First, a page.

Independence “false dream” will fade - David Cameron

David Cameron addresses the Scottish Conservative Party conference. Picture: Lisa Ferguson
David Cameron addresses the Scottish Conservative Party conference. Picture: Lisa Ferguson
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DAVID CAMERON has accused SNP leader Nicola Sturgeon of selling a “false dream” of separation to the Scottish people and predicted it would “fade” over time.

The Prime Minister admitted that the parties that believe in the union would have to fight hard and conceded he could see there was a nationalist appeal.

My view is she’s selling a dream, but it’s a false dream. She’s selling the dream of separation

David Cameron

But he added: “I think this dream will fade.”

He told BBC Radio 4’s Women’s Hour: “My view is she’s selling a dream, but it’s a false dream. She’s selling the dream of separation.

“I can see there’s a nationalist appeal, but I profoundly believe we are so much better off as a United Kingdom.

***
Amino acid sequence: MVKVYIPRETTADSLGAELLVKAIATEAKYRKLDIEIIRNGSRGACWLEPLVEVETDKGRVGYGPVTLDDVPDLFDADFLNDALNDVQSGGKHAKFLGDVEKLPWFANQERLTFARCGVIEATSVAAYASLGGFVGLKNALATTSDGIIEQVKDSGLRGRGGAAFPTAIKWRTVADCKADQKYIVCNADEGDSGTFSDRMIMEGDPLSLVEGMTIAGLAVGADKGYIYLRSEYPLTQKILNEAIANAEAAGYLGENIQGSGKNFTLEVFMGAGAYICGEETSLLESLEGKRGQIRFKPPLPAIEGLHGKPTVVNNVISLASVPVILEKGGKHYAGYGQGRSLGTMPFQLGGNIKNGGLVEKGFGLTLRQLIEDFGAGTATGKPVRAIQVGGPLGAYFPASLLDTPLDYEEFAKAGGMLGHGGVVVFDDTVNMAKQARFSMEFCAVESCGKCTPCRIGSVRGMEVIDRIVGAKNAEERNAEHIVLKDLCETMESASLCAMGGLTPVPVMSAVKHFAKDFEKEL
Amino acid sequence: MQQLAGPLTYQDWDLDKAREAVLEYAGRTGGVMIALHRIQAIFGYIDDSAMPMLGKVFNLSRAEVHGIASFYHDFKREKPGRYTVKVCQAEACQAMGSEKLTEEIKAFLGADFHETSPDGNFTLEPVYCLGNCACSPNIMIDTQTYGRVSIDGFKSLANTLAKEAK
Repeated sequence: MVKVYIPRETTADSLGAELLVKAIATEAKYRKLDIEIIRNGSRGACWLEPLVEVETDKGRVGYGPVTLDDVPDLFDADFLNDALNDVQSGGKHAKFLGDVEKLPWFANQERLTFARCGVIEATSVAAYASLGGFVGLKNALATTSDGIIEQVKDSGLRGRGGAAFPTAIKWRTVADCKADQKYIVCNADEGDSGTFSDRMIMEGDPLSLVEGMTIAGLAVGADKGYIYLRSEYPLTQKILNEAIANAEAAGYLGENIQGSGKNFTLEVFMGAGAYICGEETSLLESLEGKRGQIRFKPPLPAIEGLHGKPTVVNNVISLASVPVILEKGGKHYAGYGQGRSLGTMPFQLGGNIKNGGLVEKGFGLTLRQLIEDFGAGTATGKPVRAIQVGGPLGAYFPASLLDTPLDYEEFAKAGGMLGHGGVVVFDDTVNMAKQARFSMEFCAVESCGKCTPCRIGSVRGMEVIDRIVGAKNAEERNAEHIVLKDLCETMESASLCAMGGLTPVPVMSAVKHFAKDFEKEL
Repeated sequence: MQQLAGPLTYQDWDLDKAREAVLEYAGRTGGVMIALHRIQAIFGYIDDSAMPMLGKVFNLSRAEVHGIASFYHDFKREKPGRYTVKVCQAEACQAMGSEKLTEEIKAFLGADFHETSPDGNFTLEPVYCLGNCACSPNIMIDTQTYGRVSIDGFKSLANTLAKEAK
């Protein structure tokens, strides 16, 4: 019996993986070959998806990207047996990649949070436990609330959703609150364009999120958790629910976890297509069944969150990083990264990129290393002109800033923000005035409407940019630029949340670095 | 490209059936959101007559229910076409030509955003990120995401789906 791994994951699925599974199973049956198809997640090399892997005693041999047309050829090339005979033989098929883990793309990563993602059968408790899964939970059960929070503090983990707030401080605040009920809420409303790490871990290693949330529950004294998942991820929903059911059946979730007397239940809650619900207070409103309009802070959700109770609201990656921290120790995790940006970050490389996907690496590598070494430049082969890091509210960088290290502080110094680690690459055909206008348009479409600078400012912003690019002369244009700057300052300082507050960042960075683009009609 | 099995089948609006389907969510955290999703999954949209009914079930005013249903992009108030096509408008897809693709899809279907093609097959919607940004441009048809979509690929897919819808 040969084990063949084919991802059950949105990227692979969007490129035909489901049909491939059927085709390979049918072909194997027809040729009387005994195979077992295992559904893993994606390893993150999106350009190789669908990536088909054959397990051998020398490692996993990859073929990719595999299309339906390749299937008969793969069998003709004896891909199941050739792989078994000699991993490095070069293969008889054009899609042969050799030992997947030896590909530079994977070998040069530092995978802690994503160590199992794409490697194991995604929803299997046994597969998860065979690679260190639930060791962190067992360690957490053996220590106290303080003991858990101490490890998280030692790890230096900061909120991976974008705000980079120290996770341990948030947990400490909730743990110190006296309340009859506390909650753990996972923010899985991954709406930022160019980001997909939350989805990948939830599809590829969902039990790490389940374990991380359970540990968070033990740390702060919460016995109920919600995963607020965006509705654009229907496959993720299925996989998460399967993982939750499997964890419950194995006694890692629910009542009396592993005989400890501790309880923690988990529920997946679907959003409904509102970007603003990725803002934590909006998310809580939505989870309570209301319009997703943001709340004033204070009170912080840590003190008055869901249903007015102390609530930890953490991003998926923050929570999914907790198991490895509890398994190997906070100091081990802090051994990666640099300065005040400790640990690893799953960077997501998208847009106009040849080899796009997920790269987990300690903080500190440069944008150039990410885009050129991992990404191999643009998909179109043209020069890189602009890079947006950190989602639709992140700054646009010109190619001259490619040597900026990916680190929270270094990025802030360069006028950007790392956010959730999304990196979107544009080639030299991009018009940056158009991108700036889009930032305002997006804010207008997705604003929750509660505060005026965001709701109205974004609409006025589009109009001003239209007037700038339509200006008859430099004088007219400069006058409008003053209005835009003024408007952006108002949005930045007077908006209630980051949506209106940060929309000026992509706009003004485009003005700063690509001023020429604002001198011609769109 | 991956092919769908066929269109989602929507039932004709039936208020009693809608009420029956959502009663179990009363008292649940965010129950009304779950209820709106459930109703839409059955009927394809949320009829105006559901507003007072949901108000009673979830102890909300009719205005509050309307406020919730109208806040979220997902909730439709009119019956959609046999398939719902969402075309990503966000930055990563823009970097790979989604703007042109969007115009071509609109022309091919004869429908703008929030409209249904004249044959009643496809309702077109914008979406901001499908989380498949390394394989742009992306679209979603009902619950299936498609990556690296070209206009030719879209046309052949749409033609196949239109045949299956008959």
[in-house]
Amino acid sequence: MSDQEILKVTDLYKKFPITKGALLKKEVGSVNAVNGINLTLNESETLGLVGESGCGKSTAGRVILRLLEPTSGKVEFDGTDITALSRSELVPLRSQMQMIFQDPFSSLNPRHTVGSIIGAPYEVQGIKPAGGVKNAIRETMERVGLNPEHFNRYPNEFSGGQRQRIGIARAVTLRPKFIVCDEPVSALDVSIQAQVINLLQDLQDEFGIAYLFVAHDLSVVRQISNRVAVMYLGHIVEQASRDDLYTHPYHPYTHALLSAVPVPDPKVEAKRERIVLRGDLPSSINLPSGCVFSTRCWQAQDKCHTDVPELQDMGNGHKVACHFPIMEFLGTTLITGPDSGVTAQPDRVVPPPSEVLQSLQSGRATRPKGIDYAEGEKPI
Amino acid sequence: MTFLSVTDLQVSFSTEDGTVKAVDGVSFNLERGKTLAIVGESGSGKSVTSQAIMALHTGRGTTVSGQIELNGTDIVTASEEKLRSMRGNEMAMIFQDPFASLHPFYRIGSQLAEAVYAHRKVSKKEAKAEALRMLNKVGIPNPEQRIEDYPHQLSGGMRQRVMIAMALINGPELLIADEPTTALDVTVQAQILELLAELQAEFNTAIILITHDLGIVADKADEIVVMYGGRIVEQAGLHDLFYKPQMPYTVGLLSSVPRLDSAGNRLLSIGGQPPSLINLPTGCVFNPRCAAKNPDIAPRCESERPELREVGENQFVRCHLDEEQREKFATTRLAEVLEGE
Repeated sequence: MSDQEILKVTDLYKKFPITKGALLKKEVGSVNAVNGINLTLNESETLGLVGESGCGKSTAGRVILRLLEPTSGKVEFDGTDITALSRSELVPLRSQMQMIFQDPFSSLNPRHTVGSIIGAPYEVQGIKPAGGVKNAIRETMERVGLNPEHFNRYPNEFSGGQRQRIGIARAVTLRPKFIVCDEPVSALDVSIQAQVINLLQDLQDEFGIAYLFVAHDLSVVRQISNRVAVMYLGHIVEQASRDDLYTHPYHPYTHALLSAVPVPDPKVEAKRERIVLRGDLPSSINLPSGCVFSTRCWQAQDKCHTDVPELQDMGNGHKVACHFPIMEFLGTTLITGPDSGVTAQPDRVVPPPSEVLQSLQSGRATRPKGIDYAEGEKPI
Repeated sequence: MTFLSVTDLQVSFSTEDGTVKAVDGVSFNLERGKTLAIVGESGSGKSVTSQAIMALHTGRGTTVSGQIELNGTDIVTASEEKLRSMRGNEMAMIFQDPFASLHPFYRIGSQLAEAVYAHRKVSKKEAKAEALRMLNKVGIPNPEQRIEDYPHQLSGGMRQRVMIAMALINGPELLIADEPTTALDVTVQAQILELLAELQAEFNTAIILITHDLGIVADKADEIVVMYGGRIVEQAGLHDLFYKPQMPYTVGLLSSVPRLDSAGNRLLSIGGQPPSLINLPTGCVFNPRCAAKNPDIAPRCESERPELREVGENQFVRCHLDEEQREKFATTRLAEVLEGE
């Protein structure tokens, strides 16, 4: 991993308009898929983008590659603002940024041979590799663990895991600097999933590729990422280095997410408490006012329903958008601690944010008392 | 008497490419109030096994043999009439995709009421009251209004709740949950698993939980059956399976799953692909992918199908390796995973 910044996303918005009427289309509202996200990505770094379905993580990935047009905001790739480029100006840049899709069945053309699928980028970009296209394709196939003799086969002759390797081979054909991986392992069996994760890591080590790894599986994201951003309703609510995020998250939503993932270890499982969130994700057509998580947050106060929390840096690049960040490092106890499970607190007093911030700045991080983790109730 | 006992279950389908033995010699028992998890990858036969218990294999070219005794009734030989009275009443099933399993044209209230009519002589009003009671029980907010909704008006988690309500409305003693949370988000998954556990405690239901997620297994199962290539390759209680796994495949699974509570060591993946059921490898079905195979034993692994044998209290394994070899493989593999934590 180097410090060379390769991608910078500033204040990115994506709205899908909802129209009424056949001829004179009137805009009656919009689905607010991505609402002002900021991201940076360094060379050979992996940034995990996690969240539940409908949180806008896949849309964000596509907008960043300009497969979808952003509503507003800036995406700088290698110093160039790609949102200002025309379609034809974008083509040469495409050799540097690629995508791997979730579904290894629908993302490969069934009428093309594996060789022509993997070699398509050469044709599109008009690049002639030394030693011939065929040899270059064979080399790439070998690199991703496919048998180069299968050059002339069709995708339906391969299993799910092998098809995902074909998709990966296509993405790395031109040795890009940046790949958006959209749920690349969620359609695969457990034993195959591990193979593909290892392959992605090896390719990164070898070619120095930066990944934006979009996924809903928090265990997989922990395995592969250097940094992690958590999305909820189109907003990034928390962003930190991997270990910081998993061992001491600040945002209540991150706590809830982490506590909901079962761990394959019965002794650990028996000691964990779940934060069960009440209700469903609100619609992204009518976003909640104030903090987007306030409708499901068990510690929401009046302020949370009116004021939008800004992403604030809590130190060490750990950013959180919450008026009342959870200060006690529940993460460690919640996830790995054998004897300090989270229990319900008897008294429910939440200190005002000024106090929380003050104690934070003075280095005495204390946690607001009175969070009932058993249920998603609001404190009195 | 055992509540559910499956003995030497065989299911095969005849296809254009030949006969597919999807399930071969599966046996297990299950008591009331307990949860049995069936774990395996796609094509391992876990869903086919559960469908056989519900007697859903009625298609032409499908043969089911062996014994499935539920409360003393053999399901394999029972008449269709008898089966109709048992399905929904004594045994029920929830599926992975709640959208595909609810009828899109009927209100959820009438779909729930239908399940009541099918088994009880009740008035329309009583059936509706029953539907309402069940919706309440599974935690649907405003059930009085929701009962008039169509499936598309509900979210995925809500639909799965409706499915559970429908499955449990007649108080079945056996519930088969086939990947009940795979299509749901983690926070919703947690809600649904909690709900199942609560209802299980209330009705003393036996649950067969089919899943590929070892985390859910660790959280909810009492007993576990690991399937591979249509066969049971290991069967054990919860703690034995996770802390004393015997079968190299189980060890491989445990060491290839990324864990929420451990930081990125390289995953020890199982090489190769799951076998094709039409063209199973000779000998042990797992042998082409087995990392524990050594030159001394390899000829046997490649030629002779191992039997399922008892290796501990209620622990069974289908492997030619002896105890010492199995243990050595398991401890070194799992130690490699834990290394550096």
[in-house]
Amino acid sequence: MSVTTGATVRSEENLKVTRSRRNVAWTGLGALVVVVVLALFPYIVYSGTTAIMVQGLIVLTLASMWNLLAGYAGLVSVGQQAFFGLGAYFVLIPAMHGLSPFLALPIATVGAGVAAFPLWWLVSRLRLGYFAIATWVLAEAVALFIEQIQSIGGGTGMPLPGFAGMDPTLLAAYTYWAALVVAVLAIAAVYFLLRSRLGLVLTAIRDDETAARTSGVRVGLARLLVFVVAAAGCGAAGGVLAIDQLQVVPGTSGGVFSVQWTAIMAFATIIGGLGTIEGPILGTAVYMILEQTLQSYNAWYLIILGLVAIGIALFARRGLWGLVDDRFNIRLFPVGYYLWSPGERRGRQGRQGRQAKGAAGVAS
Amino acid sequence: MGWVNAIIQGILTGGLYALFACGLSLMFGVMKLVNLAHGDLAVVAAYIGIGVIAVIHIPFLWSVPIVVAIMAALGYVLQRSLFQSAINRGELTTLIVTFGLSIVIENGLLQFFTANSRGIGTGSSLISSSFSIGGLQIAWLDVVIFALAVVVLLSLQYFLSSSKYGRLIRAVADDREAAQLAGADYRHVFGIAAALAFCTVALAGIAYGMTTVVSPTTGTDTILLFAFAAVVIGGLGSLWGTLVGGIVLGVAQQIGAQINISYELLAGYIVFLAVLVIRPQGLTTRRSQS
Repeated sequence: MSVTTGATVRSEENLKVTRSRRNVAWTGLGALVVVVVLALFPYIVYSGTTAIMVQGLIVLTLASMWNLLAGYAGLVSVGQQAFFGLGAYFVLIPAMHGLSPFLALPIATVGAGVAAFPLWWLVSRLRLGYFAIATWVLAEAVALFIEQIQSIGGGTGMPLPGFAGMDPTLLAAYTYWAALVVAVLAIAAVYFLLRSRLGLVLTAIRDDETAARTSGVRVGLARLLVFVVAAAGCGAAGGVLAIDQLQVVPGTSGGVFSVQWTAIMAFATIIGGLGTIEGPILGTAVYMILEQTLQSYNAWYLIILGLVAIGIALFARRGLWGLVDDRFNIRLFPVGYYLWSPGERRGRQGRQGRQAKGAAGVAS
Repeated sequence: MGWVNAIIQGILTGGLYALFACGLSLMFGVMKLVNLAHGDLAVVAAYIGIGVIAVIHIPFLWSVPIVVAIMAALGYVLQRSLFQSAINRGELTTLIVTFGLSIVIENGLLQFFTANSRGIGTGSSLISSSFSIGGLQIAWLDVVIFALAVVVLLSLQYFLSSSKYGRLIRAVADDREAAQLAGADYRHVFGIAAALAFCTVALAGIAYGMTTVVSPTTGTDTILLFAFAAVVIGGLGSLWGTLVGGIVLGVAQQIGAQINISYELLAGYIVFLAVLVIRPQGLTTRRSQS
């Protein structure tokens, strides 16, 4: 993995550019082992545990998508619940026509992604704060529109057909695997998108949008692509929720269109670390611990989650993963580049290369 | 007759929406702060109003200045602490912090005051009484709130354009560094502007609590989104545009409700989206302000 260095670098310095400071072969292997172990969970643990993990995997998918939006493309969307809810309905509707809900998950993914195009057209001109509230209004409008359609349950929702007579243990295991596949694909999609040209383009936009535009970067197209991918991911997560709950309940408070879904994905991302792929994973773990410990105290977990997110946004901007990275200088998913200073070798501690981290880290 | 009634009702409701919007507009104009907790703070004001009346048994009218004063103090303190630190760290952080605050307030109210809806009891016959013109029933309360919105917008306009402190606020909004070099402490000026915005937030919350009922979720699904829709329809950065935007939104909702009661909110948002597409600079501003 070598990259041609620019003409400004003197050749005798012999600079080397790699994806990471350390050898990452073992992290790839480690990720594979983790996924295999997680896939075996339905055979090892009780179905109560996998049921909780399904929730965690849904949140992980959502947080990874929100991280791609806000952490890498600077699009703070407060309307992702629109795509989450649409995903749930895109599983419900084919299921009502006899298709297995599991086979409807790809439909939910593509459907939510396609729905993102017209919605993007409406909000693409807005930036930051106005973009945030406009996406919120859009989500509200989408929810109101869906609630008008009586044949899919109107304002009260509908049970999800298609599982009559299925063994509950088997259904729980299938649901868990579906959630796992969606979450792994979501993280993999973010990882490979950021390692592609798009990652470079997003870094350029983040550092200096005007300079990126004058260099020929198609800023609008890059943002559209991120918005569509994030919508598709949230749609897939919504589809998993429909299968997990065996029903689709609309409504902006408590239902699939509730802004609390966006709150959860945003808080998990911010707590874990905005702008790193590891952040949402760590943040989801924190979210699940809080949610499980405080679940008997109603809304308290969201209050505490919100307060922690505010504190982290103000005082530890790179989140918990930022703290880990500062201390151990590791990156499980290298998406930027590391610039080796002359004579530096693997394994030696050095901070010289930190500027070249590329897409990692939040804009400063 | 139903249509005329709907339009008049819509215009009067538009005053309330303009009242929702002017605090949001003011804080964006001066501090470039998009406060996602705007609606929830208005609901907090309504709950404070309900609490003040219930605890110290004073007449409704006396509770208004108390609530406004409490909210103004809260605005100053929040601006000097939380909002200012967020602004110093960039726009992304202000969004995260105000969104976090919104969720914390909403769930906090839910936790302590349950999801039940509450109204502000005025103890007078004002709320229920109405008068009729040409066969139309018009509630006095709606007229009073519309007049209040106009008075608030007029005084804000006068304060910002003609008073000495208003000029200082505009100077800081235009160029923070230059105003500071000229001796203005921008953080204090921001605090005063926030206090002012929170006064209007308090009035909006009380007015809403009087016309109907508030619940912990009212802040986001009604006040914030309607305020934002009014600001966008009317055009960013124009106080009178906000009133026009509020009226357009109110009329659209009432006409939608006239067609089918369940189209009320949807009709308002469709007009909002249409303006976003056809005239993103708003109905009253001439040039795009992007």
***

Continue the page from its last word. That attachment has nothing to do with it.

“Sometimes in politics, dreams and visions can be terribly exciting and enthuse people.

“But when you go to the numbers ... there are huge holes in her case.

“I think this dream will fade, but it’s going to take some time and the parties like mine that believe in the UK are going to have to fight very hard.”

Asked whether he could see Ruth Davidson, leader of the Scottish Conservatives, in overall charge of the party, Mr Cameron said he did not want to put a limit on her ambition, adding: “I think she’s extremely effective.”

At the suggestion he is pragmatic rather than a dreamer, he replied: “The practical things I care about ... these may be down to earth and practical, but I’m deeply passionate about them and I think they are the things that matter the most.

“Just because we are not ideologues ... don’t think we don’t care massively about the future of this country, about the families within it and about the security for people we want to deliver.”

The Tory leader was also asked to justify going to Saudi Arabia after the death of King Abdullah to pay his respects.

He said: “I don’t agree with the Saudi approach on many of these issues.

“When there are cases of human rights abuse for instance we raise them with great vigour.”

But he insisted the relationship mattered in light of the shared aim of stability in the Middle East.